Deciphering “high cockolorum”.

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“High cockolorum” is often preceded by “with a”. It seems to mean “high energy”, “high jinks”, or “skip and a jump”, that type of thing.

Some more unusual instances of “high cockolorum”:

From Oliver Twist, by Charles Dickens

“'What'll Fagin say?' inquired the Dodger; taking advantage of the
next interval of breathlessness on the part of his friend to
propound the question.

'What?' repeated Charley Bates.

'Ah, what?' said the Dodger.

'Why, what should he say?' inquired Charley: stopping rather
suddenly in his merriment; for the Dodger's manner was
impressive. 'What should he say?'

Mr. Dawkins whistled for a couple of minutes; then, taking off
his hat, scratched his head, and nodded thrice.

'What do you mean?' said Charley.

'Toor rul lol loo, gammon and spinnage, the frog he wouldn't, and
high cockolorum,' said the Dodger: with a slight sneer on his
intellectual countenance.

This was explanatory, but not satisfactory. Master Bates felt it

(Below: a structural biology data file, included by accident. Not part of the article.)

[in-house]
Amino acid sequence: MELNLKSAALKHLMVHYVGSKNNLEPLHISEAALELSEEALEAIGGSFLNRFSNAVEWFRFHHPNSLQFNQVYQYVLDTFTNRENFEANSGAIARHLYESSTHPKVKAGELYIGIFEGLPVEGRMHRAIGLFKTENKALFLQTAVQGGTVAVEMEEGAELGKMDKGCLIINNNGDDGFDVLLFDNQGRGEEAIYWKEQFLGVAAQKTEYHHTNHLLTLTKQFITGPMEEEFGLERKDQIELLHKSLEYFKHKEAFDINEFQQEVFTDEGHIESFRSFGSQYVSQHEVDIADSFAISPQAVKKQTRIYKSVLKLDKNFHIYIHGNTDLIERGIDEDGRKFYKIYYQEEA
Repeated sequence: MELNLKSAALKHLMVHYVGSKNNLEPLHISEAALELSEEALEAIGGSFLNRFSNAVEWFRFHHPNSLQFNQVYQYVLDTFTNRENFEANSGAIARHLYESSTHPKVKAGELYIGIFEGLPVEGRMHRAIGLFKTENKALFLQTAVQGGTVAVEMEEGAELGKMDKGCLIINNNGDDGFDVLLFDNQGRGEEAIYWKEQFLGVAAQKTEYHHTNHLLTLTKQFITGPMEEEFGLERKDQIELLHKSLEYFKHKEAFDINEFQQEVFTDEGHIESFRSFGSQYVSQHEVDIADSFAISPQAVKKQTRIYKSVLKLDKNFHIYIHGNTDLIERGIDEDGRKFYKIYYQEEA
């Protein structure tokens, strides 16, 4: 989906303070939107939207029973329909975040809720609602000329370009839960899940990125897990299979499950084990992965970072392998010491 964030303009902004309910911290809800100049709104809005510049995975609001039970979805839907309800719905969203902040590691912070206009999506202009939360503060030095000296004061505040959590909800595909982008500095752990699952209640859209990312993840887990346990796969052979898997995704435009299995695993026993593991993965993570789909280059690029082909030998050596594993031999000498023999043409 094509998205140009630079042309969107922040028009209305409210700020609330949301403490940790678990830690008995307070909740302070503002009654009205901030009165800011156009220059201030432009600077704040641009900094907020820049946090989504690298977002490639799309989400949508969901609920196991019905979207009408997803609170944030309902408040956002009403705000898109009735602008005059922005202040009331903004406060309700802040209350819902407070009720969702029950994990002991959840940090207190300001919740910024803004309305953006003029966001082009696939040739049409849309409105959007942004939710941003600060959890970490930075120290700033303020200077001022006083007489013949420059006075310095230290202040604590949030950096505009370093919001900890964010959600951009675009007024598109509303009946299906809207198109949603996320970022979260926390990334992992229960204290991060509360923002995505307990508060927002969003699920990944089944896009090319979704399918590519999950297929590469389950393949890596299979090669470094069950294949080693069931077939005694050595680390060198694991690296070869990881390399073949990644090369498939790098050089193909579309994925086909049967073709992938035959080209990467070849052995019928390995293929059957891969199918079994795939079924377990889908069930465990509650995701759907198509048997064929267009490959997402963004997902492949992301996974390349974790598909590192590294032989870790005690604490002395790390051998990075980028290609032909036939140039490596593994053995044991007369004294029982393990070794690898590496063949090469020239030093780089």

so; and again said, 'What do you mean?'

The Dodger made no reply; but putting his hat on again, and
gathering the skirts of his long-tailed coat under his arm,
thrust his tongue into his cheek, slapped the bridge of his nose
some half-dozen times in a familiar but expressive manner, and
turning on his heel, slunk down the court.”

Remembrances of Sir William Osler in an unpublished biography of the Canadian physician by Harvey Cushing (1925).

“The first time he came to tea with me and a few of my friends he behaved in a manner such as we had never before come across, and which delighted us immensely. For instance, he insisted upon cutting the cake from the inside, in squares; and gave us cups filled with sugar, in which there were only two or three drops of tea. He also assured us (contrary to all previous teachings!) that it was absolutely the correct thing to lick all one's fingers one after the other after eating anything sticky ; and that the only enjoyable way of having bread and jam was a pile of jam on the plate with a few crumbs of bread in it, the whole of which one ate with a spoon ! He also said that the way to eat chocolates was to open your mouth and shut your eyes and have them thrown in by someone at the other side of the table. Every time he came he would invent some new amusement, and we found these things so pleasant that we asked him to write a treatise on ` Table-manners for Children ' as he said our manners were atrocious and he felt we ought to have some sort of manual to guide us. He managed after some years' correspondence, to evade it by making up the letter of the Lord High Cockolorum. That is how it all came about, as far as I can remember.”

Text available at http://www.asksam.com/osleriana/.